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2015 Knock Out of the Year – Saul Alvarez KO’s James Kirkland

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On May 9th of 2015, Saul “Canelo” Alvarez delivered a resonant knock-out of James Kirkland on HBO that wins the 2015 KO of the Year.

The knock-out itself came in the third round, after slightly more than two minutes of action. The end came when Alvarez delivered a single, big right hand that caught Kirkland on the jaw and left him flat on his back after spinning to the canvas.Alvarez was clearly the big star heading into the fight. The fight was telecast by HBO for free just one week after the controversial and disappointing Floyd Mayweather Jr. and Manny Pacquiao fight, and Alvarez was under pressure to deliver the type of finish that people were going to talk about. Kirkland was happy to oblige Alvarez, taking it right to Alvarez from the start. Kirkland’s aggression saw him appear to land blows that troubled the young Mexican in the early going. Alvarez played good defense, and he floored Kirkland in the first round, displaying his power and his technique in knocking down an aggressive opponent.

However, Kirkland kept coming at Alvarez and the fight entered the third round with both men working hard and the feeling that the fight would not go the distance. Kirkland continued to move forward, keeping “Canelo” against the ropes and scoring points with a barrage of punches while looking for an opening.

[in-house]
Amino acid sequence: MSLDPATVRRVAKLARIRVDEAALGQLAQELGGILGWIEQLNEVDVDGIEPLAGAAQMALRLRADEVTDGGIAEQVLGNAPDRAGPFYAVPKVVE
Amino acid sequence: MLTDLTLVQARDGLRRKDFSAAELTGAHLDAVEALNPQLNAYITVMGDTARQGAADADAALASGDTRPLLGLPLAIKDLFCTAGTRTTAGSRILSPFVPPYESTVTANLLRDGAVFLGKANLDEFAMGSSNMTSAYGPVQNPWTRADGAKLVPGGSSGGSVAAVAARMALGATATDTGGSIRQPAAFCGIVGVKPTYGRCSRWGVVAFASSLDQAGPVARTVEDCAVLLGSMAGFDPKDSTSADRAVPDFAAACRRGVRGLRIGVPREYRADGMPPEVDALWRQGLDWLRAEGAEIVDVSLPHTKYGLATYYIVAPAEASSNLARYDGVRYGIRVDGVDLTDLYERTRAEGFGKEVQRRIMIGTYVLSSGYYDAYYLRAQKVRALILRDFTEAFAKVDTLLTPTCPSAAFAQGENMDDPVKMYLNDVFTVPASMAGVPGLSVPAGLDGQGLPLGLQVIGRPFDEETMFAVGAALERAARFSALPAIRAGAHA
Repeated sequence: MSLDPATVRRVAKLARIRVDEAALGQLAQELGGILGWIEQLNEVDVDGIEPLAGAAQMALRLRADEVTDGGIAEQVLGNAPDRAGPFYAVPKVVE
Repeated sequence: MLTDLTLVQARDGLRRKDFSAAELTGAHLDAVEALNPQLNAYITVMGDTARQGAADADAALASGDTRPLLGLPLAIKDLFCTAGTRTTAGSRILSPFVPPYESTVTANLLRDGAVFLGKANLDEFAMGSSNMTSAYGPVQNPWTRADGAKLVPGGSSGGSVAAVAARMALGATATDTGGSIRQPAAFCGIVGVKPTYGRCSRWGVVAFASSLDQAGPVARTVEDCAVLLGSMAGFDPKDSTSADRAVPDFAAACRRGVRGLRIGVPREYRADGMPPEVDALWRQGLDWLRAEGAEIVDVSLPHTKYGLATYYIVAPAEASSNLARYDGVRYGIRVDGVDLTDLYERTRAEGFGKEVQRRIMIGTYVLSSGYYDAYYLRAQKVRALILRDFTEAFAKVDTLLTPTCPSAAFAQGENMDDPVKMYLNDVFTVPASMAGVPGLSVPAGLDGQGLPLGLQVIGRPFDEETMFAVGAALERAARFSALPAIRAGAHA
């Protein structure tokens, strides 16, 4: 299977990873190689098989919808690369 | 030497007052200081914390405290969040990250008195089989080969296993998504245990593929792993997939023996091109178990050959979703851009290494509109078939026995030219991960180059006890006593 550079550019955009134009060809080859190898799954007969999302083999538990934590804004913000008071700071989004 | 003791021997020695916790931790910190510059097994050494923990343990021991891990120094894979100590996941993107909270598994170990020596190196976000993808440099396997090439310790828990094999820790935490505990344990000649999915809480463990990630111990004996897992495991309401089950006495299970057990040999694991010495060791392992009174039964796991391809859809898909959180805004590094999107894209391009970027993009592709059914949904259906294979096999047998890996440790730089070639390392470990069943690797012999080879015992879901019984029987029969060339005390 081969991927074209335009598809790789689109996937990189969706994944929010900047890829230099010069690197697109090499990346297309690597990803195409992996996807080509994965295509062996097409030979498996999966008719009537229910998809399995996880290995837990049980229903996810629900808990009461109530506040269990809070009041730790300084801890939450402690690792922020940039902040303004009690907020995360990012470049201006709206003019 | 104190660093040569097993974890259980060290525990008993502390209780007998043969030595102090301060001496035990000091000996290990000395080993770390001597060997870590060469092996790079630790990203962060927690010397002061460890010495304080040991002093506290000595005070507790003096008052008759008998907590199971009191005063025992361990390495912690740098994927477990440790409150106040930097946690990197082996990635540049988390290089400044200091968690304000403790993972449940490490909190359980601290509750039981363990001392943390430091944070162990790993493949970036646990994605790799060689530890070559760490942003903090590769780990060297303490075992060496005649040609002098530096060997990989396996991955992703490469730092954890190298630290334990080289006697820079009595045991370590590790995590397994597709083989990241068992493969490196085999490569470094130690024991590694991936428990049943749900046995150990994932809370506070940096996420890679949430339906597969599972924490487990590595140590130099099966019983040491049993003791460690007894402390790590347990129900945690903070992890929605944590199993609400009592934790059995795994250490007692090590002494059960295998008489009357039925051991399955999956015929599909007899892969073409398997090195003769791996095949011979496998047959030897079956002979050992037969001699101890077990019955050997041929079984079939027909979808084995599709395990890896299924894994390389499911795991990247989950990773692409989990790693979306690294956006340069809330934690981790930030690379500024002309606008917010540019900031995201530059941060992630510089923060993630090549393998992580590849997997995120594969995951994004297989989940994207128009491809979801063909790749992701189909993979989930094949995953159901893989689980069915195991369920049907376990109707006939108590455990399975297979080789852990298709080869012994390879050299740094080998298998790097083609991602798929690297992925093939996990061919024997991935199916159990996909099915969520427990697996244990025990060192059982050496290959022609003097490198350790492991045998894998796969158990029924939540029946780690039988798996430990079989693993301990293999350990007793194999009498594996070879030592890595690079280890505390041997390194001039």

At around the two minute mark, Alvarez landed an uppercut that sent Kirkland to the canvas again. Kirkland got up, but it was clear that he did not have his legs under him. Kirkland was going to try to survive the round, but Alvarez had an opportunity to close out the fight. The question was would he take it?

Alvarez closed in on Kirkland, putting his opponent’s back to the ropes. Kirkland was hurt, but he was still dangerous, pawing with punches and loading up for one big shot.

But it was the big shot “Canelo” threw that ended the night. Kirkland never saw it coming, as he was loading up with a huge right hand of his own. The right Alvarez threw cracked Kirkland in the jaw, and his eyes went blank. His big right hand whizzed harmlessly over the head of a ducking Alvarez, providing the momentum for the spin that left Kirkland prone on the canvas.

Saul “Canelo” Alvarez went on to defeat Miguel Cotto in his second fight of 2015 and he is clearly one of boxing’s biggest stars heading into 2016. On May 9th Alvarez added another reel to his highlight film when he knocked out James Kirkland with the 2015 “Knock Out of the Year”.

Photo by naoki fukuda